Okay, enough of the room. Time for me to walk around the area. Since my next program wun start till 6pm, I went orientate myself around. First stop was Siam Square of course. The last time I came to Siam Square, I do not remember it being lively, with tons of young Thais coming to look for the latest and the hippest in Farang fashion. As i had time to walk around and explore this familiar, yet foreign place, I began to realise Siam Square and the nearby Siam shopping region bears similarity to our Orchard Road! Day-in-Day-out there are tons of people walking around in Siam Square. Perhaps this is attributed to it being the only interchange station for the BTS (something like our MRT, but it is built above ground). Siam Square is not exactly a Square that one would have imagined it. It is merely an area, where alot of young Thais hang out. Partially is the fact that it is just next to Chulalongkorn University, and partially it has a few big shopping malls that was built around this area. From MBK to Siam Centre, to Siam world to Siam Paragon. This area is rather lively especially this holiday season where the foreigners come for holiday, and the locals coming to this young and trendy place to find the latest in fashion, watch the latest movies, and to meet their friends for a dinner or to shop. The liveliness of this place is not much worst then our favourite Orchard Road. The Xmas lighting are as impressive if not more impressive then Orchard Road. I popped into Siam Paragon just to kill time before my next schedule was due. As i was trying to kill time (which i completely forgot that I told myself i needed to go Erawan Shire to pay respects to the 4-faced Buddha), i stomped across the aquarium beneath Siam Paragon. Well time needed to be killed so i thought to myself “Might as well see some fishes here”. I know it sounded kinda stupid and pointless, since all aquariums around the world are similar. “Oh the hell with it, just go!” This was what i thought. Upon entrance to the aquarium, well this aquarium is kinda different from those I have been to thus far. This Aquarium has glass bottom boat ride, Free popcorn and Pepsi (I know it sound kinda out of the place to give visitors popcorn), and this Dr fish thingy (where those skin eating fishes come and eat away your dead skin on your foot). Speaking of the Dr Fish, hhhmmmmm……. those fishes that I submerged my foot into seem kinda full. The are just swimming around and not eating. After around 5 mins, I thought “This is so stupid” and left the the Dr Fish. My time was up anyways for my next itinerary on the list.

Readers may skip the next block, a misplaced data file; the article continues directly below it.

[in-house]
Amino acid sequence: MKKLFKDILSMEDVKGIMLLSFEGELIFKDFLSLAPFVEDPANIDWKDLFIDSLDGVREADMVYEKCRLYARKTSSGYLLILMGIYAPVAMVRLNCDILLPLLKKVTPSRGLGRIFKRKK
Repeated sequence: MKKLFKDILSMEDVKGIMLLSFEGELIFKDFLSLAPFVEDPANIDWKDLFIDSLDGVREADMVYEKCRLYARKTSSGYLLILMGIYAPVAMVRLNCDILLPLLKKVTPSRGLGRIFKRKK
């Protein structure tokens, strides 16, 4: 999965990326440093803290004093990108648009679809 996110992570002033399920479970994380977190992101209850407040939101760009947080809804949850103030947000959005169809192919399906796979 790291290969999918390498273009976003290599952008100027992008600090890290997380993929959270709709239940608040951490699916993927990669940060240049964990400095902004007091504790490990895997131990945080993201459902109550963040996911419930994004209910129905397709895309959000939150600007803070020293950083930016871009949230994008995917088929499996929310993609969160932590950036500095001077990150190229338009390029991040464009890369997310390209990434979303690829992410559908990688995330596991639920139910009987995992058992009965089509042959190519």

Walking around Siam Square
Hard Rock Cafe Bangkok
Siam Aquarium in Siam Paragon
Siam Aquarium in Siam Paragon
Siam Aquarium in Siam Paragon
Siam Aquarium in Siam Paragon
Siam Aquarium in Siam Paragon
Siam Aquarium in Siam Paragon
Siam Aquarium in Siam Paragon

After leaving the aquarium, I left for the cultural performance at Siam Niramit. Well this performance is something. Highly recommended by anyone who has seen the show. The show also boasts a Guinness World Record, where the venue was dubbed as having the highest stage in the world. Before the show, a buffet dinner was included in the price of the tickets. Well speaking of the buffet, it is kinda disappointing. The buffet venue just looks like a canteen! Maybe is due to the massive influx of tourists, and business being business they are merely trying to achieve economies of scale in the feeding of the hungry audience affair. After the dinner, there was sometime before the show started. I walked around within the grounds of Siam Niramit. It showcase the different building structures in different regions in the kingdom of Thailand. It also showcase the native food and the skills these differing regions brings and contributed to the culture of Thailand as a whole. After 20 mins of walking, i decided to take a seat early for the show. The show was truly impressive, though some parts are really boring. The part i liked the most is where the performers floated in and out up and down on the stage . It was really amazing!

Outside Siam Niramit Theater
Thai culture display outside Siam Niramit Theater
Thai culture display outside Siam Niramit Theater
Thai culture display outside Siam Niramit Theater
Thai culture display outside Siam Niramit Theater
Thai culture display outside Siam Niramit Theater

After the show ended, I suddenly remembered I needed to head to Erawan Shrine to pay respects. I read somewhere that Thursdays is the most auspicious day to pay respects (dun ask me why, I also dunno). Headed there paid respects to the Buddha, I walked around the area appreciating the Xmas lighting and how the Thais used this holiday season to get-together with their friends, having a booze at the “Beer Garden”. Now this Beer Garden essentially is merely the open space in front of one of the shopping malls. What was truly impressive was there were 3 beer brewers that set up their business in the beer garden. One of them was actually our local brand Tiger beer. Each vendor has their own stage and performances, the mood around the area was truly joyous! Xmas is totally in the air! I looked at the time at this point, and realise it was rather late! Time to head back to my room and rest for the night. After all there are more to explore tomorrow…..

Christmas Lighting around Siam
Beer Garden in Siam
Beer garden in Siam
Huge Xmas tree
Traffic Jam in Bangkok